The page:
According to this post, 57 fat cat CEO’s saved more than $1 million each last year thanks to the Bush tax cuts. Sounds like a tax break that can’t expire soon enough.
Chart courtesy of the folks at Think Progress.
The N.C. Budget and Tax Center reported recently that while North Carolinians are working harder than ever, most are not reaping the benefits economically. The report points to the “off-shoring” of jobs as a major contributor to soaring income inequality.
Yesterday, Senior Economist John Schmitt of the Center for Economic Policy Research reported similar findings on the national level; American workers are better and more productive than ever.
“The workforce today is more experienced, much better educated, and working with more –and better– capital. Largely as a result, GDP per capita was 63 percent higher in 2010 than it was in 1979.”
An editorial in yesterday’s Charlotte Observer reminds us of: a) what it often means when this old cliché is actually put into practice, and b) why it’s not always such a good idea.
A lot of — maybe most — people have sort of a vague notion that the super wealthy are able squirrel away a lot of their wealth and income overseas so as to avoid paying their fair share of taxes. But, as this article reports, the size and scope of the practice has truly reached an astounding level.
“A new report by the Tax Justice Network released Sunday reveals that between $21 trillion and $31 trillion is currently tucked away in global tax havens by the global super-rich–an amount that far exceeds previous estimates. Through exploiting gaps in global tax rules, the global financial elite are managing to hide ‘as much as the American and Japanese GDPs put together’ from taxation, leaving the world’s poor to carry the burden of global debt through harsh austerity measures.”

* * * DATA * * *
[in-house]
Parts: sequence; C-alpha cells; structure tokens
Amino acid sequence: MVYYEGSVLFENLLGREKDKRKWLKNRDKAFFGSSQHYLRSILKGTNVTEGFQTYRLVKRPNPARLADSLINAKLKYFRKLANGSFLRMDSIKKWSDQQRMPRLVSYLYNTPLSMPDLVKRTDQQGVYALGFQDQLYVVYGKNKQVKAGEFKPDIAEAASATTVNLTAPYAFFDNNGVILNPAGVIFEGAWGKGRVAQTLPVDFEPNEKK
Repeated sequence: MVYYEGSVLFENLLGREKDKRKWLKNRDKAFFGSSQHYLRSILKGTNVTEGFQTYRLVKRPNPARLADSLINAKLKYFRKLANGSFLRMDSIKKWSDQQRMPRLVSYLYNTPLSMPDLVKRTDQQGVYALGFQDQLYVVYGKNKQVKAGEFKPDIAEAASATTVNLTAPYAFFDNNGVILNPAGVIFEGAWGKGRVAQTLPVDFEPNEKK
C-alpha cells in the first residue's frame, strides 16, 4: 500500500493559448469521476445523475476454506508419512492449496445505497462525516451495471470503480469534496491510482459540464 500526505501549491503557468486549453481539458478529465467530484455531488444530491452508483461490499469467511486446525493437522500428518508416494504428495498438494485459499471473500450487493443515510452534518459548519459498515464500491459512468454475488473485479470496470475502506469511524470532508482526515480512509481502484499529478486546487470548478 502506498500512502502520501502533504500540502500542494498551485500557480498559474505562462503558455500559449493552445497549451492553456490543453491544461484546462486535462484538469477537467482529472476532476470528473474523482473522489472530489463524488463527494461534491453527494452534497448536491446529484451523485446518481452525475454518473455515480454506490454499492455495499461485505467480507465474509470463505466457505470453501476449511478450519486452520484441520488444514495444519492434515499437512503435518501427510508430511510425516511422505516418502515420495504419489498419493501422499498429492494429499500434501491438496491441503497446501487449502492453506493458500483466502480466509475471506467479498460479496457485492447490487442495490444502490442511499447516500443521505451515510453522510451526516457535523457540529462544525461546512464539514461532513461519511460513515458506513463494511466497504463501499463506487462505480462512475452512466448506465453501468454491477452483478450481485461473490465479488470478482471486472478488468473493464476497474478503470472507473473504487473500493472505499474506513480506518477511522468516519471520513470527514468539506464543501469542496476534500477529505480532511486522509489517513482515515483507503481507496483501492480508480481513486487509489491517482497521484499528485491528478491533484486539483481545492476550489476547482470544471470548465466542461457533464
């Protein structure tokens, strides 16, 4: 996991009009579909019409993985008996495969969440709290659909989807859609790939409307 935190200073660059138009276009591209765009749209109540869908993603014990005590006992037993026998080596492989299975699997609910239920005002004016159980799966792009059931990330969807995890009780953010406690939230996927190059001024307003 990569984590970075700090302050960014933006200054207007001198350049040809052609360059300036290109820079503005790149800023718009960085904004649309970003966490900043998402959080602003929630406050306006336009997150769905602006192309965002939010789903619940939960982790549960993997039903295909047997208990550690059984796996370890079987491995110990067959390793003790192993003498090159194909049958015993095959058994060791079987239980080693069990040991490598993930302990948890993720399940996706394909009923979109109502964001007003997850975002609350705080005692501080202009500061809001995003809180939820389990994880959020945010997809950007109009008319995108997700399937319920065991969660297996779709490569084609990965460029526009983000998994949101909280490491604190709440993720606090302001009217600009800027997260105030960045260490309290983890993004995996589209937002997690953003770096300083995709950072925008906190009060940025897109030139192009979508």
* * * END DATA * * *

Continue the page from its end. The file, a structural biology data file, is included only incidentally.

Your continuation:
It’s always encouraging when fabulously rich people have the guts to speak the truth about their own privileged position and the disgraceful growth in American inequality. To this end, please check out this recent speech by a fellow named Nick Hanauer. It’s reproduced below from an article in the National Journal. As the article explains, Hanauer is a Seattle venture capitalist who got rich investing in Amazon.com. Interestingly, the speech has been deemed too controversial by the folks at TED.com who commissioned it. See what you think.
“It is astounding how significantly one idea can shape a society and its policies. Consider this one.If taxes on the rich go up, job creation will go down.This idea is an article of faith for Republicans and seldom challenged by Democrats and has shaped much of today’s economic landscape.But sometimes the ideas that we know to be true are dead wrong. Read More
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